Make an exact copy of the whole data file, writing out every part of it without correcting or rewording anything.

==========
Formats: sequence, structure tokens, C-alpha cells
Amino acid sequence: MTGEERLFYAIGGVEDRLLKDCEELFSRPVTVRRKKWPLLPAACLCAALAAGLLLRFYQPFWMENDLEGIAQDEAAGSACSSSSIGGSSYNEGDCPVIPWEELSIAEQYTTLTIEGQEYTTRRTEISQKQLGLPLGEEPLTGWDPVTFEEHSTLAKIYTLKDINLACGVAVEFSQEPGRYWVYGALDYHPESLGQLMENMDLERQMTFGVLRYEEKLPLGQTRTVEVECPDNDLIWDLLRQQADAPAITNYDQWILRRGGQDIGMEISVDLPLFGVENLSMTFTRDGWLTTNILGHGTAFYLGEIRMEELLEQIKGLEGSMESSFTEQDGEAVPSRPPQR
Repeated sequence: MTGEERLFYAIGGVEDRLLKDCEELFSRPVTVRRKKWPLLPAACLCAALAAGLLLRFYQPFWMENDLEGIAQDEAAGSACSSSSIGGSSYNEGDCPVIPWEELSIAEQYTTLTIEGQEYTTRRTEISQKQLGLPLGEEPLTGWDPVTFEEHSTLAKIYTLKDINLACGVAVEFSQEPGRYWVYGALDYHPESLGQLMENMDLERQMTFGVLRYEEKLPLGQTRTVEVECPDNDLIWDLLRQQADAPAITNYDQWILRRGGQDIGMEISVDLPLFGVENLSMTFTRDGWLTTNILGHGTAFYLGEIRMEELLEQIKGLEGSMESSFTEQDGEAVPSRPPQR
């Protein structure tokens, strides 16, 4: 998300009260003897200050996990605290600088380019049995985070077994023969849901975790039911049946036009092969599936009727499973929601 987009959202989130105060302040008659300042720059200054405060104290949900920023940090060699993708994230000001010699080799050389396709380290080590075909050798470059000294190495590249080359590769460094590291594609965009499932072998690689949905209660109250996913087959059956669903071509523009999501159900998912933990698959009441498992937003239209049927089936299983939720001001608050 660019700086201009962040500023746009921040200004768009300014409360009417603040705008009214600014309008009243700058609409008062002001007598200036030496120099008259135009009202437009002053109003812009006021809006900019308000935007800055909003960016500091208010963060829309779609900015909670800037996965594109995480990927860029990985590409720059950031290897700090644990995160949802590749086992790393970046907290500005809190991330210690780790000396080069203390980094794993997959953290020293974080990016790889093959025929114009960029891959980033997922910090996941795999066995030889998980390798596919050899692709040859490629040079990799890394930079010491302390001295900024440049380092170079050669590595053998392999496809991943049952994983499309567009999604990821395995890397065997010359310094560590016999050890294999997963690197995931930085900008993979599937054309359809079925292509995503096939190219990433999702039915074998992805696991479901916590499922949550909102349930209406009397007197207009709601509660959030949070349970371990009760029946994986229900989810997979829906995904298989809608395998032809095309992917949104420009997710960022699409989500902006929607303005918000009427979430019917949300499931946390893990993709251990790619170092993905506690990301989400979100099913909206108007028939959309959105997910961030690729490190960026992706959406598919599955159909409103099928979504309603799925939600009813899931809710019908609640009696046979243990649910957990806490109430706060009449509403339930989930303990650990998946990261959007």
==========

Formats: sequence, structure tokens, C-alpha cells
Amino acid sequence: MTGEERLFYAIGGVEDRLLKDCEELFSRPVTVRRKKWPLLPAACLCAALAAGLLLRFYQPFWMENDLEGIAQDEAAGSACSSSSIGGSSYNEGDCPVIPWEELSIAEQYTTLTIEGQEYTTRRTEISQKQLGLPLGEEPLTGWDPVTFEEHSTLAKIYTLKDINLACGVAVEFSQEPGRYWVYGALDYHPESLGQLMENMDLERQMTFGVLRYEEKLPLGQTRTVEVECPDNDLIWDLLRQQADAPAITNYDQWILRRGGQDIGMEISVDLPLFGVENLSMTFTRDGWLTTNILGHGTAFYLGEIRMEELLEQIKGLEGSMESSFTEQDGEAVPSRPPQR
Repeated sequence: MTGEERLFYAIGGVEDRLLKDCEELFSRPVTVRRKKWPLLPAACLCAALAAGLLLRFYQPFWMENDLEGIAQDEAAGSACSSSSIGGSSYNEGDCPVIPWEELSIAEQYTTLTIEGQEYTTRRTEISQKQLGLPLGEEPLTGWDPVTFEEHSTLAKIYTLKDINLACGVAVEFSQEPGRYWVYGALDYHPESLGQLMENMDLERQMTFGVLRYEEKLPLGQTRTVEVECPDNDLIWDLLRQQADAPAITNYDQWILRRGGQDIGMEISVDLPLFGVENLSMTFTRDGWLTTNILGHGTAFYLGEIRMEELLEQIKGLEGSMESSFTEQDGEAVPSRPPQR
């Protein structure tokens, strides 16, 4: 998300009260003897200050996990605290600088380019049995985070077994023969849901975790039911049946036009092969599936009727499973929601 987009959202989130105060302040008659300042720059200054405060104290949900920023940090060699993708994230000001010699080799050389396709380290080590075909050798470059000294190495590249080359590769460094590291594609965009499932072998690689949905209660109250996913087959059956669903071509523009999501159900998912933990698959009441498992937003239209049927089936299983939720001001608050 660019700086201009962040500023746009921040200004768009300014409360009417603040705008009214600014309008009243700058609409008062002001007598200036030496120099008259135009009202437009002053109003812009006021809006900019308000935007800055909003960016500091208010963060829309779609900015909670800037996965594109995480990927860029990985590409720059950031290897700090644990995160949802590749086992790393970046907290500005809190991330210690780790000396080069203390980094794993997959953290020293974080990016790889093959025929114009960029891959980033997922910090996941795999066995030889998980390798596919050899692709040859490629040079990799890394930079010491302390001295900024440049380092170079050669590595053998392999496809991943049952994983499309567009999604990821395995890397065997010359310094560590016999050890294999997963690197995931930085900008993979599937054309359809079925292509995503096939190219990433999702039915074998992805696991479901916590499922949550909102349930209406009397007197207009709601509660959030949070349970371990009760029946994986229900989810997979829906995904298989809608395998032809095309992917949104420009997710960022699409989500902006929607303005918000009427979430019917949300499931946390893990993709251990790619170092993905506690990301989400979100099913909206108007028939959309959105997910961030690729490190960026992706959406598919599955159909409103099928979504309603799925939600009813899931809710019908609640009696046979243990649910957990806490109430706060009449509403339930989930303990650990998946990261959007």